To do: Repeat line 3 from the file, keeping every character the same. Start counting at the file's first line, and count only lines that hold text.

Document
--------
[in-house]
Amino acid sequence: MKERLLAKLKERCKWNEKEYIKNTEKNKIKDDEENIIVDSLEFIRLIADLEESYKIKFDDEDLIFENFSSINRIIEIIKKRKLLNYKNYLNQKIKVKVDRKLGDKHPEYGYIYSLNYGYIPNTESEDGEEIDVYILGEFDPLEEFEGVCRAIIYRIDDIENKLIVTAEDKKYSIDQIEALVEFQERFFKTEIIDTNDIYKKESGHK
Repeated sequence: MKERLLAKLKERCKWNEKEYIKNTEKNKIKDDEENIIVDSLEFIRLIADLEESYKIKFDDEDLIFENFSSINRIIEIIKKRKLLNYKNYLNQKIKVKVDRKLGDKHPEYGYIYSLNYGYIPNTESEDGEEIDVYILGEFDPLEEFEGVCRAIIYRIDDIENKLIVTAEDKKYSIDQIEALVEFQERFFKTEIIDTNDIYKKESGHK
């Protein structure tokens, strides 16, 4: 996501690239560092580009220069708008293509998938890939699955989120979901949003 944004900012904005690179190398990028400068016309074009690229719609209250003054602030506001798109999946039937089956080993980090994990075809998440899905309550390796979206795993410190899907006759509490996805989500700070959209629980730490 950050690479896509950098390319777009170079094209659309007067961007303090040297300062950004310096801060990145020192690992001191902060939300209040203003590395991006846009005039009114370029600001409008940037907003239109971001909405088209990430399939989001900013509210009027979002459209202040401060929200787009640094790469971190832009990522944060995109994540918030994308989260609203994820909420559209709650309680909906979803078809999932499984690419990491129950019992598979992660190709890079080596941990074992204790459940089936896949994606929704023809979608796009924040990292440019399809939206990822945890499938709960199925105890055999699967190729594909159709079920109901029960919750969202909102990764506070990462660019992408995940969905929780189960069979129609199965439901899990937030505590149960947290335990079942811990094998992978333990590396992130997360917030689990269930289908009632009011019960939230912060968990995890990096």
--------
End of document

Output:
Repeated sequence: MKERLLAKLKERCKWNEKEYIKNTEKNKIKDDEENIIVDSLEFIRLIADLEESYKIKFDDEDLIFENFSSINRIIEIIKKRKLLNYKNYLNQKIKVKVDRKLGDKHPEYGYIYSLNYGYIPNTESEDGEEIDVYILGEFDPLEEFEGVCRAIIYRIDDIENKLIVTAEDKKYSIDQIEALVEFQERFFKTEIIDTNDIYKKESGHK